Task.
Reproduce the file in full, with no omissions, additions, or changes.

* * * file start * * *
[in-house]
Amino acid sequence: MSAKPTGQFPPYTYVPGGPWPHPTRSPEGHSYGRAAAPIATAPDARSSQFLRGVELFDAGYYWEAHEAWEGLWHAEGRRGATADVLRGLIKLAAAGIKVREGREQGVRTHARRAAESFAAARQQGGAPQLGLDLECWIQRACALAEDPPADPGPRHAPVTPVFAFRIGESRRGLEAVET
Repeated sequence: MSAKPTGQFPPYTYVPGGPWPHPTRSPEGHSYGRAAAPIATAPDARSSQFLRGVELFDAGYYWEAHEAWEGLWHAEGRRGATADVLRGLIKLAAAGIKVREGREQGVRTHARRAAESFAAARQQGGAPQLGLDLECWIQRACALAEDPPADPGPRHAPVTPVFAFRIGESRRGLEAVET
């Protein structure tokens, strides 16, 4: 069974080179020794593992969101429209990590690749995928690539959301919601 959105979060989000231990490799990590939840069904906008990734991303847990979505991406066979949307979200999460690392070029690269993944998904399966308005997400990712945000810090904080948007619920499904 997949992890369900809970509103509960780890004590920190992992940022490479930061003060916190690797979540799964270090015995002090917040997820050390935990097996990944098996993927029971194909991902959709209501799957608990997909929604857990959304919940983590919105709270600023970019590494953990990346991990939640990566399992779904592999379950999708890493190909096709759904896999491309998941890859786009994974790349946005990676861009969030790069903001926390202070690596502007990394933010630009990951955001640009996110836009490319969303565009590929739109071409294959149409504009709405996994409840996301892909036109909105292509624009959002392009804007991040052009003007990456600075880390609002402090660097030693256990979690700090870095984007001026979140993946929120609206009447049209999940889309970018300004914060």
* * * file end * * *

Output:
[in-house]
Amino acid sequence: MSAKPTGQFPPYTYVPGGPWPHPTRSPEGHSYGRAAAPIATAPDARSSQFLRGVELFDAGYYWEAHEAWEGLWHAEGRRGATADVLRGLIKLAAAGIKVREGREQGVRTHARRAAESFAAARQQGGAPQLGLDLECWIQRACALAEDPPADPGPRHAPVTPVFAFRIGESRRGLEAVET
Repeated sequence: MSAKPTGQFPPYTYVPGGPWPHPTRSPEGHSYGRAAAPIATAPDARSSQFLRGVELFDAGYYWEAHEAWEGLWHAEGRRGATADVLRGLIKLAAAGIKVREGREQGVRTHARRAAESFAAARQQGGAPQLGLDLECWIQRACALAEDPPADPGPRHAPVTPVFAFRIGESRRGLEAVET
């Protein structure tokens, strides 16, 4: 069974080179020794593992969101429209990590690749995928690539959301919601 959105979060989000231990490799990590939840069904906008990734991303847990979505991406066979949307979200999460690392070029690269993944998904399966308005997400990712945000810090904080948007619920499904 997949992890369900809970509103509960780890004590920190992992940022490479930061003060916190690797979540799964270090015995002090917040997820050390935990097996990944098996993927029971194909991902959709209501799957608990997909929604857990959304919940983590919105709270600023970019590494953990990346991990939640990566399992779904592999379950999708890493190909096709759904896999491309998941890859786009994974790349946005990676861009969030790069903001926390202070690596502007990394933010630009990951955001640009996110836009490319969303565009590929739109071409294959149409504009709405996994409840996301892909036109909105292509624009959002392009804007991040052009003007990456600075880390609002402090660097030693256990979690700090870095984007001026979140993946929120609206009447049209999940889309970018300004914060």